Jeffrey Eugenides’s collection of love stories hits the spot
It’s the only off note in this otherwise irresistible anthology of 27 love stories sure to make hearts flutter well beyond Valentine’s Day. My Mistress’s Sparrow Is Dead was edited by Eugenides at Dave Eggers’s behest, to benefit the Chicago chapter of 826 National, his writing programs for teens, a cause as worthy as amour.
Eugenides’s point is that love stories – as opposed to love itself – thrive on obstructions: sparrows, dead or alive. As he explains in his introduction, they “depend on disappointment” and “nearly without exception, give love a bad name.” What he doesn’t mention is that reading love stories thrillingly combines the pleasures of prurience and schadenfreude.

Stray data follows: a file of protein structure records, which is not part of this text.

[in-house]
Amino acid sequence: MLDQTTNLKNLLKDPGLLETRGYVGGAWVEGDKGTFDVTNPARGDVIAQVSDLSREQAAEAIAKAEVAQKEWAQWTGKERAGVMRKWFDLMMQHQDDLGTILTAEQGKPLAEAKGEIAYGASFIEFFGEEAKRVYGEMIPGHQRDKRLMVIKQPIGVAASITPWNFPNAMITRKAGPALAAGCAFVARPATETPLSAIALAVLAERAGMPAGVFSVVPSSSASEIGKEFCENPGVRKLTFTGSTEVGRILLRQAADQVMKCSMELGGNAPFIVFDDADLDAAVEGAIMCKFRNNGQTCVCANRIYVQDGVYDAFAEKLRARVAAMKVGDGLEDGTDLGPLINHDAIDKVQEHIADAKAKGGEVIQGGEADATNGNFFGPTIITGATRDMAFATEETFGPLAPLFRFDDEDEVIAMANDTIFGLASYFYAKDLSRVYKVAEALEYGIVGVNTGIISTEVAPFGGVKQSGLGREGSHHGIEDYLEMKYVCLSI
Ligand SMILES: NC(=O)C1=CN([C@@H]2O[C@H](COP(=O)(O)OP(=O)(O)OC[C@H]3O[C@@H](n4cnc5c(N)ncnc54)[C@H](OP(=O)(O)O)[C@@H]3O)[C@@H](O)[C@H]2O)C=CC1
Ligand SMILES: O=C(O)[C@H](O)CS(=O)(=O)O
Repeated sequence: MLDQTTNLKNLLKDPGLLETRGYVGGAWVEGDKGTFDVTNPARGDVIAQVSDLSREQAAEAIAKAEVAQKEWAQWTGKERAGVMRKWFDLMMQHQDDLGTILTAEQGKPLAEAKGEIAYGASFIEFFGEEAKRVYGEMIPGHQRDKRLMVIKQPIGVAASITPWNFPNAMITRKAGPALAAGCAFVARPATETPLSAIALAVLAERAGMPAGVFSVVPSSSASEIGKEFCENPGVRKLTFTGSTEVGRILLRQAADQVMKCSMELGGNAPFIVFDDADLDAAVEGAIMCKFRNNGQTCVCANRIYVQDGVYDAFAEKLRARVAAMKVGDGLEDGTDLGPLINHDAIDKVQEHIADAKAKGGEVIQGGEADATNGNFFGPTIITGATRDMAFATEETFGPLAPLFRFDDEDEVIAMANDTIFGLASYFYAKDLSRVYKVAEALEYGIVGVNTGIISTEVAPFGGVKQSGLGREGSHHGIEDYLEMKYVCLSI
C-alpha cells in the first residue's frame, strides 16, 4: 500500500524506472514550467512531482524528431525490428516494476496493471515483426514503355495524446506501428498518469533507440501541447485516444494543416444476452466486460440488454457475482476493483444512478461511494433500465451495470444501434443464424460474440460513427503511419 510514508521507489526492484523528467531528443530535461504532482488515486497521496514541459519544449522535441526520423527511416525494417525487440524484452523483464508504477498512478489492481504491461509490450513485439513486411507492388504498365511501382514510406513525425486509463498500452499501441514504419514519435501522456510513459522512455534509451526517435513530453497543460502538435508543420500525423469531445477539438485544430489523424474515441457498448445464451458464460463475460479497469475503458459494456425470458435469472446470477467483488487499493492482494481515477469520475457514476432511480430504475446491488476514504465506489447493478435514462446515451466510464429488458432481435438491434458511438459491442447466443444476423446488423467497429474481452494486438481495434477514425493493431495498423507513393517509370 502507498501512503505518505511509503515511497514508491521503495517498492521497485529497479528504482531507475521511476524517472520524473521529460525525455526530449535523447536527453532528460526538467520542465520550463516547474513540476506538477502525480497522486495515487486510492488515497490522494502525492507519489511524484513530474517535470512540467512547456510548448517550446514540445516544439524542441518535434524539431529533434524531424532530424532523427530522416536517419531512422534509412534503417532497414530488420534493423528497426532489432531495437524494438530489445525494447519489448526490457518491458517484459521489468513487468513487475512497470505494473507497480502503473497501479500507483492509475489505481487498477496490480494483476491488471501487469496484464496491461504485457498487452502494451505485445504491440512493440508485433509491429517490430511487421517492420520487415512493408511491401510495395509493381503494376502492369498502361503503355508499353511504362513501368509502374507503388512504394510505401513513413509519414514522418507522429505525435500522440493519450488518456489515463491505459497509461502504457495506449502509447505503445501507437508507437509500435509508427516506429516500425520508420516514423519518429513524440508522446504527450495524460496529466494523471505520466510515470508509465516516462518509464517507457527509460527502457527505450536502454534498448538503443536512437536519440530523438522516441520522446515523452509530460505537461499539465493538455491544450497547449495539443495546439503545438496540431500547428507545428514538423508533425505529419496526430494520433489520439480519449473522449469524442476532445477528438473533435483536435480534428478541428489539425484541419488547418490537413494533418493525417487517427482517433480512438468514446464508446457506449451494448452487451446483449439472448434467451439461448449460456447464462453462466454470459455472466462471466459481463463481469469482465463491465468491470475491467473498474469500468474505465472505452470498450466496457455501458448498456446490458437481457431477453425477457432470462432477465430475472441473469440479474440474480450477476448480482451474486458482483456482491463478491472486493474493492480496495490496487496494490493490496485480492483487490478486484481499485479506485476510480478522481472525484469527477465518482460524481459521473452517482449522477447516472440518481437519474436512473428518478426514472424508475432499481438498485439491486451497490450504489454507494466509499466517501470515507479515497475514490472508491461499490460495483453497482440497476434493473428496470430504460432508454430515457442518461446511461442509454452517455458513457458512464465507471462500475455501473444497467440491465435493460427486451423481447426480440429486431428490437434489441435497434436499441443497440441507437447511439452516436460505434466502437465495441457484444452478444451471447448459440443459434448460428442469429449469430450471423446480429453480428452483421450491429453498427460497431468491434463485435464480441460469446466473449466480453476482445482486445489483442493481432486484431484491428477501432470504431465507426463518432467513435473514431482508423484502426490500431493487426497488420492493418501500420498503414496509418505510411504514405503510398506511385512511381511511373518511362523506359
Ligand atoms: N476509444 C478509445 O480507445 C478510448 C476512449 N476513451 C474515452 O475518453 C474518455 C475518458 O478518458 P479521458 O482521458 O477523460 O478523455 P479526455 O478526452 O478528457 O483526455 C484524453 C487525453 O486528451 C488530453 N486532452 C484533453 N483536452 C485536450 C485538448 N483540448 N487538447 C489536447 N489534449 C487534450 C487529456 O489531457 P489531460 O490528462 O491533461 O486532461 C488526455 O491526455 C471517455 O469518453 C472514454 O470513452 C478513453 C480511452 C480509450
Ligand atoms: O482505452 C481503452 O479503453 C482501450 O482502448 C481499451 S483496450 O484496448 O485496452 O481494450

Unlike Zadie Smith, who commissioned new stories by hip young writers for “The Book of Other People,” her anthology for Eggers’s literacy project, Eugenides sought suggestions rather than submissions from contemporary authors.
Although some of Eugenides’s featured writers – Harold Brodkey, Mary Robison, Vladimir Nabokov, William Trevor – also appear in Roger Angell’s 1997 anthology of love stories from The New Yorker, “Nothing But You,” there is, remarkably, no duplication of stories. Eugenides’s collection tucks many old favorites together between covers for the first time.